Organizing a Film Screening
Jaroslava Avila, a political science student at the University of Toronto, contributed to the protests of the G20 weekend by organising film screenings. Because that’s almost the same thing as telling people to break windows, she was arrested and charged with conspiracy. Her charges have been dropped because there was never any evidence, just like all the other “conspirators.”

Speaking on a Panel at the University
Alex Hundert, originally arrested before the G20 on charges of conspiracy, was given a bail condition that he was not to participate in any public protests. He didn’t think this would apply to speaking on a panel at Ryerson, and it turns out the judge agreed, but that didn’t stop seven RCMP agents from showing up at his door and arresting him for it. Apparently his ideas are too dangerous for us to hear.

And Many Others!
The events surrounding the G20 are hard to see as anything but the criminalisation of dissent. There are very good reasons why people should be protesting the G20. It’s easy to blame the “black bloc” or the unrelated bystanders who burned the cop cars, but the arrests actually started before those incidents, with late night warrantless raids on people’s houses, dozens of community organisers dragged away at gunpoint and hit with the vague charge of “conspiracy.” Make no mistake: their crime was protesting.

In the days that followed, many others were arrested as well, often for truly absurd reasons, and these are the reasons I have chosen to emphasise on my flyer, because they’re very hard to disagree about. No matter what you feel about the anti-state views of Hundert, Singh, etc (personally, I think they’re noble and worthy of our admiration, but short-sighted in a number of ways and sometimes too antagonistic), you no doubt agree that arresting a man for being an amputee is fucking disgusting. However, these incidents of “innocent” people being caught up took place in a broader context of a crackdown on all forms of dissent, “violent” and otherwise. The police campaign was extreme, brutal, unfair and totally illegal, and there are people who are still behind bars a year later simply because they don’t like the direction our government is taking. Given the unprecedented way they were victimised, how can we now not see that they were right all along? If the government is willing to do this, what else are they willing to do?

In the words of the CSN, “Support the G20 accused, even the innocent ones.”

In Solidarity,
Michael

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  2. I certainly won’t forget the G20. I could bookmark scattered items, like this blog post (and do), but I’m wondering whether someone’s written a book about it. Perhaps it wasn’t ‘that’ big a deal. The story can be told by the right person, I’m sure. The story of the militarization of the police and the attack on freedom of speech, and freedom, ramping up (to the point where meek, but well meaning, people are finding it harder to not use the word ‘fascism’) so that powerful special interests (oil and gas industries – feeding militaries – primarily) can swat people (environmentalists, Firs Nations, normal people) away who object to their predations, is easily a home to the G20 chapter.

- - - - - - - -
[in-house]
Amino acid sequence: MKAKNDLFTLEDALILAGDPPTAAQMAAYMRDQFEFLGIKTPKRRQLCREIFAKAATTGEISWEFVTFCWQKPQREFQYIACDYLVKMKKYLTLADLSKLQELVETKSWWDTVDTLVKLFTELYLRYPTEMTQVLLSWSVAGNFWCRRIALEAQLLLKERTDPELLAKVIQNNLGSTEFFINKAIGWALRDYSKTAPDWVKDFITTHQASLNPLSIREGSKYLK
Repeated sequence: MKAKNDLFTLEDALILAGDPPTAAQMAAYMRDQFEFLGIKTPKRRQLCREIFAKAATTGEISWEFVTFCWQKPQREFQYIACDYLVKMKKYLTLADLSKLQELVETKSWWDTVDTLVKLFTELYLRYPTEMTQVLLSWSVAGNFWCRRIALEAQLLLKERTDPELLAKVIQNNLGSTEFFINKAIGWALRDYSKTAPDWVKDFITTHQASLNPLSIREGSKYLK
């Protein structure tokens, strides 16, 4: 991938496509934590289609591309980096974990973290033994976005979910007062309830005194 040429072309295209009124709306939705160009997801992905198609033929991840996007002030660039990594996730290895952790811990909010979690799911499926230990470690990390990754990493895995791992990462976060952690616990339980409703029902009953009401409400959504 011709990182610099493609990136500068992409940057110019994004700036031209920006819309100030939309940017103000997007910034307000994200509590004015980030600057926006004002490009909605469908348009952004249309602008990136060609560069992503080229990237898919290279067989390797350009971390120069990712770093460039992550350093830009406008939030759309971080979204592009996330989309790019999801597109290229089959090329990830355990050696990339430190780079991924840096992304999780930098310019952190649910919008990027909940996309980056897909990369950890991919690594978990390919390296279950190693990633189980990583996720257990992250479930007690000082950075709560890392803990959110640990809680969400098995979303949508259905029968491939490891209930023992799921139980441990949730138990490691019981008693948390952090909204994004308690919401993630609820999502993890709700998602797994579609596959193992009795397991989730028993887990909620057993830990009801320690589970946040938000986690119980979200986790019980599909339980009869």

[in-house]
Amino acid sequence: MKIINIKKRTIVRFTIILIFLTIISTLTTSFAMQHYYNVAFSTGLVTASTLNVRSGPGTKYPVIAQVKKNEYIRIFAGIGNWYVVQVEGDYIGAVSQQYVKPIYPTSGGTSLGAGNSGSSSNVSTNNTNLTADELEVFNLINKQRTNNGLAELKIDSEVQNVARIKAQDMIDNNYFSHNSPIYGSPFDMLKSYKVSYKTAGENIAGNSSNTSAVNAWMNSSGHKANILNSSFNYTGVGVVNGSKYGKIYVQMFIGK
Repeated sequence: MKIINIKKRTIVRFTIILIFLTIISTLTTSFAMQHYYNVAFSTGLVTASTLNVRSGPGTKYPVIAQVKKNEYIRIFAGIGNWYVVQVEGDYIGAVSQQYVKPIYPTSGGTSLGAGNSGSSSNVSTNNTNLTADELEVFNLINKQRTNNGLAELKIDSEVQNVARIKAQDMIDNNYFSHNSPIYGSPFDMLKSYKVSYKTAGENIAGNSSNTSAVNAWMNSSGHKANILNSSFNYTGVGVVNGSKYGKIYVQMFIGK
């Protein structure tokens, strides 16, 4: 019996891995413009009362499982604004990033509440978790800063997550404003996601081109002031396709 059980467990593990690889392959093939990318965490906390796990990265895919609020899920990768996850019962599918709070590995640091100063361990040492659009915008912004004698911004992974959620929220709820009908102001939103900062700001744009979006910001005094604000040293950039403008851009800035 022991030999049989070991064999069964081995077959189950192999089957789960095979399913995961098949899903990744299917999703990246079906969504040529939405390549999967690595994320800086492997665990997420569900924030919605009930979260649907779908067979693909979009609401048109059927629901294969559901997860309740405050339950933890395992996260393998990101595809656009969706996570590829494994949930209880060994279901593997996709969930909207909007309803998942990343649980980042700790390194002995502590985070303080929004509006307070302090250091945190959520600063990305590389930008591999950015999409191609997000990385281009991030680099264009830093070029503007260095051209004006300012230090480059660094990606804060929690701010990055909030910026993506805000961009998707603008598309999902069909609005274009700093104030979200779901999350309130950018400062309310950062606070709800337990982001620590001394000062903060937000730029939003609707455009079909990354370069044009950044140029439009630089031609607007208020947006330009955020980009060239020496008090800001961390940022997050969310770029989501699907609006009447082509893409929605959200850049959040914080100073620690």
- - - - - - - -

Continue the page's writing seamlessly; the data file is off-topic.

• I have no plans to write a book on the subject, but somebody probably will. There are still a lot of hard feelings about it, and there are still no apologies from any officials despite court rulings that rights were indeed violated on a massive scale. I think what’s really important about the G20 is that it revealed to a lot of white middle class people what contact with the police is like… most are blissfully unaware, while black and First Nations people get treated this way every day. At the G20, it happened to white people too. I hope that can motivate us to reject security culture and scale down police/state violence. Surely there are a number of books waiting to be written on the topic.

  3. Lol! I hang in indie shops here in Toronto and see, often, police officers come for their jolt of java. They are often known to the baristas and it’s all jovial and mighty fine. The police certainly don’t ‘look’ nasty. All those customers probably feel so good about the friendly, normal, police officers mingling with them, perhaps even validating all of their political choices. “See. We’re the same.” Hell, I confess that I am happy to see them hang out where I work, all by myself at night. I work at Riverdale Farm, doing security (and hate the industry). There’s a Tim’s at the corner of Parliament and Winchester, so the cops grab their coffee and park at the end of Winchester where the Farm is. More power (of a sort) to them. I’m not a fan of cops (and I’ve been seriously abused by a couple), but I don’t begrude any working person a good working environment where you aren’t micromanaged and can’t breathe or take a break. Too bad that cops don’t care enough about bosses who treat their workers just that way.